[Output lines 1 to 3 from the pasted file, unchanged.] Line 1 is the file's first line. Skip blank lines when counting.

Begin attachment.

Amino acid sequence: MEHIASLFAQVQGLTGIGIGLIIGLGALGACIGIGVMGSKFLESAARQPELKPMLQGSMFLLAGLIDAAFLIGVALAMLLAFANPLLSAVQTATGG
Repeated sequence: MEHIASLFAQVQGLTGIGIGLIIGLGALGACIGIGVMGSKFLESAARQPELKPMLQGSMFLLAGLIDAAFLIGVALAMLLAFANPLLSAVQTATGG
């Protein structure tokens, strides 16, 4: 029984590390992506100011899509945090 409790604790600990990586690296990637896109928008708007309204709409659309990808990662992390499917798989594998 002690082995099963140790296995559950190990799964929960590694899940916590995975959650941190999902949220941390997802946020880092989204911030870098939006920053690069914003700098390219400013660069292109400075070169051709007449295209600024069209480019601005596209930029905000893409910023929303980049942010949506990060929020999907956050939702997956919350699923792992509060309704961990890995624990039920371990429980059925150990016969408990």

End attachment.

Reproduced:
Amino acid sequence: MEHIASLFAQVQGLTGIGIGLIIGLGALGACIGIGVMGSKFLESAARQPELKPMLQGSMFLLAGLIDAAFLIGVALAMLLAFANPLLSAVQTATGG
Repeated sequence: MEHIASLFAQVQGLTGIGIGLIIGLGALGACIGIGVMGSKFLESAARQPELKPMLQGSMFLLAGLIDAAFLIGVALAMLLAFANPLLSAVQTATGG
């Protein structure tokens, strides 16, 4: 029984590390992506100011899509945090 409790604790600990990586690296990637896109928008708007309204709409659309990808990662992390499917798989594998 002690082995099963140790296995559950190990799964929960590694899940916590995975959650941190999902949220941390997802946020880092989204911030870098939006920053690069914003700098390219400013660069292109400075070169051709007449295209600024069209480019601005596209930029905000893409910023929303980049942010949506990060929020999907956050939702997956919350699923792992509060309704961990890995624990039920371990429980059925150990016969408990």